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Author Topic: Badlands/South Dakota Tips  (Read 4632 times)
jecxz
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« on: June 03, 2006, 09:46:26 PM »
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I'll be in South Dakota, Badlands area for 3 weeks in July and would sincerely appreciate tips and advice on locations for wildlife and scenic landscape shots. I don't mind short/mid level hikes (2-4 miles). How is off-rpad driving in the area, is it mostly private property?

I will be staying in Hot Springs and plan to cover the surrounding region.

Thank you in advance.
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Geoff Wittig
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« Reply #1 on: June 04, 2006, 08:26:26 AM »
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Custer State Park and the adjacent Wind Cave National Park are just north of Hot Springs, and are a terrific location for photographing wildlife including bison and prairie dogs. To the east, Badlands National Park has 244,000 acres of spectacular landscape to shoot, so there's no need to trespass on private land. (Trespassing is a bad idea in a region where everyone seems to have guns and Native Americans are understandably sensitive about their sovereignty.) You could spend the whole 3 weeks exploring the park and still not see everything. The landscapes are amazing, and you can see pronghorn antelope or bison almost anywhere in the Park or along adjacent roads. I was there three years ago, and I'm going back this September for a week of photography. It's a magical place.

Some precautions are in order. Bring lots of water, and tell someone where you are going and when you expect to return. The Badlands are often brutally hot in July, and there is no-repeat-no water available anywhere in most of the park. Cell phone service is often spotty or absent in the back-country. 4-wheel drive is mandatory as most roads are gravel or dirt, and vary from decent to abysmal quality. When it rains, the bentonite soil instantly turns into clinging mud that is guaranteed to mire your vehicle, so pay attention to the weather. Finally, it is quite easy to get disoriented and lost in the endless canyons and gullies of the back-country, so a compass and map or GPS are essential if you're hiking any distance.
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Del
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« Reply #2 on: June 04, 2006, 07:10:28 PM »
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I have just returned from my second year of attendance at a Badlands photography workshop, that is headquarted each year at the Circle View Guest Ranch just outside of Interior South Dakota which is one of the gateways to the Bandlands and just North of the White River.  Doug Beasley of Minneapolis is the photographer who has been leading these outings for about 10 years.  Phil and Amy kruse who are actual ranchers as well as proprietors of a wonderful Bed and Breakfast could provide you with some directions to wonderful settings that are on both public and private lands.  Ansel Woodenknife is another good resource and anyone in Interior can direct you to his business (a thriving internet fry-bread business), and I'm sure he would offer advice and some history as well.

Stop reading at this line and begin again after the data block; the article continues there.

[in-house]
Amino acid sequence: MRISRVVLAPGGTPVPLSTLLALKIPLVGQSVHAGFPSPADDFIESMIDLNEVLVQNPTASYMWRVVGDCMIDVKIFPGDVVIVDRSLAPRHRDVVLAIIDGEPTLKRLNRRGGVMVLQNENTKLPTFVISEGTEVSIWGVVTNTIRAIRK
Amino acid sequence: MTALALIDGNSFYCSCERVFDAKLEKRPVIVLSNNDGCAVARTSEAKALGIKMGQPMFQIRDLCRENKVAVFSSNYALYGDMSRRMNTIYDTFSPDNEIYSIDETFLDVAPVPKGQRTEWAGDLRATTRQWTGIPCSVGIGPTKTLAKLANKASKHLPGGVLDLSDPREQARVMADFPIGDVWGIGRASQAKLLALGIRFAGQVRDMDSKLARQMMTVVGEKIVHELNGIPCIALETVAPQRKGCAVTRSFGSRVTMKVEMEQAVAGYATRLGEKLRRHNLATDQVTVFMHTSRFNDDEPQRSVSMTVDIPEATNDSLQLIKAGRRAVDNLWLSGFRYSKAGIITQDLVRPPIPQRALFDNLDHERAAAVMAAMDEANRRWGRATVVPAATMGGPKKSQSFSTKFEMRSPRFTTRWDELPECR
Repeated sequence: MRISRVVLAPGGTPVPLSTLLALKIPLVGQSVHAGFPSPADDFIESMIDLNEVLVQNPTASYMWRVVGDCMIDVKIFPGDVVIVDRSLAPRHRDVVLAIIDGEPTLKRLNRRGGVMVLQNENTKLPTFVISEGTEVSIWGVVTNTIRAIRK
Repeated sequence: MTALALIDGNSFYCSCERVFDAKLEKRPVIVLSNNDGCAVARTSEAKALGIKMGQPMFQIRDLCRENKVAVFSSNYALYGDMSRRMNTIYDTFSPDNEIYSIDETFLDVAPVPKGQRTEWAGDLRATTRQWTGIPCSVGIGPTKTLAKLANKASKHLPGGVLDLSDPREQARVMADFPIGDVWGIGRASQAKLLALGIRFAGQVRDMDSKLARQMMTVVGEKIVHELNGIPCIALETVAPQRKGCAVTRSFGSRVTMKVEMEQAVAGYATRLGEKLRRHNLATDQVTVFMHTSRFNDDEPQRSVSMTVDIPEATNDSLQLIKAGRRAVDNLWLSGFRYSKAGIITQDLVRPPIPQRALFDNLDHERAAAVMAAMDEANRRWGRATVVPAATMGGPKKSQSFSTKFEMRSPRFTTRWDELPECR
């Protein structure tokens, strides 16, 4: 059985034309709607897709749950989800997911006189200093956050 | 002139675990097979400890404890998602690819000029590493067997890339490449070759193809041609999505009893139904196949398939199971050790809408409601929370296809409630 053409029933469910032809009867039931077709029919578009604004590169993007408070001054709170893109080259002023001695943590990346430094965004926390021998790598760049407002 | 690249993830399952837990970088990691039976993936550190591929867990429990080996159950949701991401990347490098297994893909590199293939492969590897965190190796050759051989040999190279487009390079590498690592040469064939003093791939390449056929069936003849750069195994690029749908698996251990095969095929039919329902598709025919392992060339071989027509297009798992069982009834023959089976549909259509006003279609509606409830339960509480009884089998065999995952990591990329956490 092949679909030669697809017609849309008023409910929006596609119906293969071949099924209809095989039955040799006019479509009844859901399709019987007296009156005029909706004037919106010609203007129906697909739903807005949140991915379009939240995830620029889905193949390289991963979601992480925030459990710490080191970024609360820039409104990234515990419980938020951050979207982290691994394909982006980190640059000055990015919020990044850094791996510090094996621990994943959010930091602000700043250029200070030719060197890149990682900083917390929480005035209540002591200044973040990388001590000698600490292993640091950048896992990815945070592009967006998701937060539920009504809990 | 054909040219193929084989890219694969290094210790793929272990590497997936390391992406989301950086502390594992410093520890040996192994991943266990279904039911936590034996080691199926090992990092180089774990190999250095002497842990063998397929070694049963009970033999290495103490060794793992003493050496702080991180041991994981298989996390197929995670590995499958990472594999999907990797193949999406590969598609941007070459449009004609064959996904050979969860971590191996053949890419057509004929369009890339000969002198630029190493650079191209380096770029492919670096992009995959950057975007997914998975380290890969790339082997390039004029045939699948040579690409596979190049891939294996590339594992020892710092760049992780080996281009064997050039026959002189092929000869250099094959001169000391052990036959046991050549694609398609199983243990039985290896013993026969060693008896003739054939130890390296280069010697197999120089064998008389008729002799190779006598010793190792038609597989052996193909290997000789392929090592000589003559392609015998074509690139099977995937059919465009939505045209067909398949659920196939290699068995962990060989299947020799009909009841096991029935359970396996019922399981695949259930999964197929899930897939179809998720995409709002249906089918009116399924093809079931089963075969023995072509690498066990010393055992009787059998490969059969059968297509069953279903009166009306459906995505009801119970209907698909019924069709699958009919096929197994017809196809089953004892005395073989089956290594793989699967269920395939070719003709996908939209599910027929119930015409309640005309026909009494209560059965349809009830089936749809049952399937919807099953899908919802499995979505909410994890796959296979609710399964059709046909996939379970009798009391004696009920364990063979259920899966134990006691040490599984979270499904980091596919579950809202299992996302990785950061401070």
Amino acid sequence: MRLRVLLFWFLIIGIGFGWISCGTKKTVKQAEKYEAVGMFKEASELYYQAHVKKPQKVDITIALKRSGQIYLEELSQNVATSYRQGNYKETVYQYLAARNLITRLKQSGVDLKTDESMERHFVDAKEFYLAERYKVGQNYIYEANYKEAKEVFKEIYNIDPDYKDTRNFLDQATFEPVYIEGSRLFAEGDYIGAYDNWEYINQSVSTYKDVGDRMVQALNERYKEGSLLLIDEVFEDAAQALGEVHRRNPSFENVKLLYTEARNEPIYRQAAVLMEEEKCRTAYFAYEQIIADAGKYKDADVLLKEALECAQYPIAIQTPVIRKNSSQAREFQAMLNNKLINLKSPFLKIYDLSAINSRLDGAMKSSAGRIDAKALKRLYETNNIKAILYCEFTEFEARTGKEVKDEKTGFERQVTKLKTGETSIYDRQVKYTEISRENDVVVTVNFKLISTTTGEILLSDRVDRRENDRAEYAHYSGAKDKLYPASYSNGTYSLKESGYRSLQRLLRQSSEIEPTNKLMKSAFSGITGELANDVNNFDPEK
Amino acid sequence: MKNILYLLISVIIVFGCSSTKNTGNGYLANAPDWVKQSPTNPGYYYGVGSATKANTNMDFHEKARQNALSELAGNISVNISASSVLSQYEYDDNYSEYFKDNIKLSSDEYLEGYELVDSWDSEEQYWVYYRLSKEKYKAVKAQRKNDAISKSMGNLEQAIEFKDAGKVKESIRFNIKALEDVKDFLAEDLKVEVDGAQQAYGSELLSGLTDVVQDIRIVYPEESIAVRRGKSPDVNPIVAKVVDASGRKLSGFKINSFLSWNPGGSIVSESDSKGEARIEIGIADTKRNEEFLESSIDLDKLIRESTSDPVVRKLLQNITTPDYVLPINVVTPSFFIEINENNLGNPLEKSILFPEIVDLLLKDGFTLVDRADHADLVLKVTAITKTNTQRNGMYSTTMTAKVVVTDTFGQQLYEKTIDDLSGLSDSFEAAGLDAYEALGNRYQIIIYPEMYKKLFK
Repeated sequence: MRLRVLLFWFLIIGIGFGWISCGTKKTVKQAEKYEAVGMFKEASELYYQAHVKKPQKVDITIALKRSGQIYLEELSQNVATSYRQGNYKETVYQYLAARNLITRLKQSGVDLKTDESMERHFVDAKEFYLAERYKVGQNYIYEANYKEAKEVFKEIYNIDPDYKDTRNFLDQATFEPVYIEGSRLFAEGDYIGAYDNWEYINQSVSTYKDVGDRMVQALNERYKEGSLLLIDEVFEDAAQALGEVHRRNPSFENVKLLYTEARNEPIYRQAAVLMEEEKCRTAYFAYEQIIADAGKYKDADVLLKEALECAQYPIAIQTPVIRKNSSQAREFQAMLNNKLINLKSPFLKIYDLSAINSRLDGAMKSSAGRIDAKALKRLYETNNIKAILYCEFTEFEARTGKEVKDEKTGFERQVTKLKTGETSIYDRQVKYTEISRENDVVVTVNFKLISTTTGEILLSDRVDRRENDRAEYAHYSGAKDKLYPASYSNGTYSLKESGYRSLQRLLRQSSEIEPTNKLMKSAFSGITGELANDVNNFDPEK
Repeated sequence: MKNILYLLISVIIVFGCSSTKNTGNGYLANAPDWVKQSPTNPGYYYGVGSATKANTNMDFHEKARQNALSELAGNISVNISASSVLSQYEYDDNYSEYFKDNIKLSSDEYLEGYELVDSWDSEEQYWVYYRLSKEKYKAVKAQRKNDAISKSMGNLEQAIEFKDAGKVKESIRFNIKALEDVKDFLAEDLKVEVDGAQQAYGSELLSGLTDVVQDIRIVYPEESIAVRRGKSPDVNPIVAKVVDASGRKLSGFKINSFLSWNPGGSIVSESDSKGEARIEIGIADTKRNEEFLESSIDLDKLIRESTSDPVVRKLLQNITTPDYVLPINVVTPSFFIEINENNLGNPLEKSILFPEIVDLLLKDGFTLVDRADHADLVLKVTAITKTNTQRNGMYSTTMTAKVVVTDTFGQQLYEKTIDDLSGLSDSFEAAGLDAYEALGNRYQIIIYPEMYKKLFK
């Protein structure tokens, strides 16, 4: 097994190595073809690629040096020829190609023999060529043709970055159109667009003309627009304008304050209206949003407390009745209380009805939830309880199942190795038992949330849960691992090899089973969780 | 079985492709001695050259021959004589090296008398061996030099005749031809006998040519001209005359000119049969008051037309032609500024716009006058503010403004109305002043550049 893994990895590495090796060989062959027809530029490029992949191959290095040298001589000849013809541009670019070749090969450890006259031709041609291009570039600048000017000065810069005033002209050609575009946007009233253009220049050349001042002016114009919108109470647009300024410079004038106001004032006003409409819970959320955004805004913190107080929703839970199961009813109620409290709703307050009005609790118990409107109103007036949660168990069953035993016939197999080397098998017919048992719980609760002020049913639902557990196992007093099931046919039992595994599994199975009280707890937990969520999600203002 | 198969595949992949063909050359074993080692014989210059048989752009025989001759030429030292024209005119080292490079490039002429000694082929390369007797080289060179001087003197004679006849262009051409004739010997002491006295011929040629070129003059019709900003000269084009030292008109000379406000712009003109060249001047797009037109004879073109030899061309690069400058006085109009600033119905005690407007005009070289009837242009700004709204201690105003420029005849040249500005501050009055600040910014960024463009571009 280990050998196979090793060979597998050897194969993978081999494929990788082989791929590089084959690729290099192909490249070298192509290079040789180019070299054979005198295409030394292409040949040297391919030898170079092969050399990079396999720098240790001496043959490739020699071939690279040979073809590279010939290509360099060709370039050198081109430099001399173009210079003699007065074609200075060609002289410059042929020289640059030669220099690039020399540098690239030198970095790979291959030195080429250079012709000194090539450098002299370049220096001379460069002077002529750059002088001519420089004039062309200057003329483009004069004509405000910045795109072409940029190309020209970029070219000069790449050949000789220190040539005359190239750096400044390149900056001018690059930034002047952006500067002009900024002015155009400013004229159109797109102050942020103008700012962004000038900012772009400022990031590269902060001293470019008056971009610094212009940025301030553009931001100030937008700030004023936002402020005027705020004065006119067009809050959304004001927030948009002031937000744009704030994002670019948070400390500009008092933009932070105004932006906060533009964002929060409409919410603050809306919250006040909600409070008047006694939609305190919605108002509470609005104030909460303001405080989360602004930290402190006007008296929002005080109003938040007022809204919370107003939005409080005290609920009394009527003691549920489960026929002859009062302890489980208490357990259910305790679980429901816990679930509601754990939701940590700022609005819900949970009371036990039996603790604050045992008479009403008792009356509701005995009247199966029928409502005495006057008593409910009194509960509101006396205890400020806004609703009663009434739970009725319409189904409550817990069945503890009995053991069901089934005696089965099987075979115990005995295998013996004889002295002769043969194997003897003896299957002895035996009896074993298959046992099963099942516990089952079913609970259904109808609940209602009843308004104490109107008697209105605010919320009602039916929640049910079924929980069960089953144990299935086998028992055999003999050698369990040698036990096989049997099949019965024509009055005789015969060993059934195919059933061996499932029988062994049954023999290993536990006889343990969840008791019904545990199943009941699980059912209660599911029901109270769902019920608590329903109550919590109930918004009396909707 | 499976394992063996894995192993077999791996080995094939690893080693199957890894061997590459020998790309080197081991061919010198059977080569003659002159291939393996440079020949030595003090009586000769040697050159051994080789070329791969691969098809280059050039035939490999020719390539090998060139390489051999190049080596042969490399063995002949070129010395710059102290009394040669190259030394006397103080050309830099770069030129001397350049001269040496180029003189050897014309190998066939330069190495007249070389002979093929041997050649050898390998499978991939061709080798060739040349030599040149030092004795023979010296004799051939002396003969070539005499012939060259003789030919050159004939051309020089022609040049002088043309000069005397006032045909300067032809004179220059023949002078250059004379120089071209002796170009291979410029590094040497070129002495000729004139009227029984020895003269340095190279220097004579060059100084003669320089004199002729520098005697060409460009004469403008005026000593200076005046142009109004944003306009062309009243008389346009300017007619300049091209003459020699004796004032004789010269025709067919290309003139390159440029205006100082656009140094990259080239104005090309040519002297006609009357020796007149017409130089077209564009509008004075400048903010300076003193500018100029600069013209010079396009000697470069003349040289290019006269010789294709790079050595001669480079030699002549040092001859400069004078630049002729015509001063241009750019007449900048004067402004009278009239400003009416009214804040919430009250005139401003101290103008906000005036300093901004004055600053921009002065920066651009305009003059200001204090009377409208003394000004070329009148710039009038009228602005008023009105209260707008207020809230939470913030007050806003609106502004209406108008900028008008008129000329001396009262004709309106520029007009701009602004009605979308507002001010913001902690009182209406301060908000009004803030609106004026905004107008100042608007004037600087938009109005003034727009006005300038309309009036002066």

My suggestion would be to try to stay at least for a while closer to where the action is.  Interior, S.D. with a population of 67 is an experience unto itself.  Two bars-one of which makes  great pizza (Wagon Wheel Bar) in a town without a restaurant is worth a visit as well as having the only gas close by-my recommendation is to fill your gas tank at every opportunity as well as having plenty of ice, water and snacks-this is real "outback" country. Gas stations are frequently without fuel.  Real cowboys often ride their horses into the bar at night, and on most nights (before dark) a local brings a huge bull into the bar which patrons can sit atop if the mood moves them.  I drove about 350 miles during the week on dirt and gravel roads without problems, but if it even appears remotely that it is about to rain, get back to pavement ASAP, as the roads turn to a glassy slickness you will  want to avoid. A 4x4 is always a good idea, though on occasions some in our group drove sedans (with varying results).  I've never met anyone in this area who wasn't very friendly, willing to visit and offer advice.)

If you want the postcard type of panorama, stay on the paved loop through the park, and if you are there early or late, or the light is good because of some of the amazing clouds that pass through you will rewarded, though I find photographing the badlands something of a challenge even with my panoramic camera.

Some of the various tables, (Wolf Table, Sheep Table, etc.,) provide incredible views and the Native Americans with whom we interacted were always very friendly and often stopped to chat.  The area to the South and West of Scenic, S.D., takes you to some amazing grasslands on the way to a very far-reaching tabletop view of some beautiful country.  You might find offerings left by Native Americans which are sometimes tied to trees and one should be very respectful of these.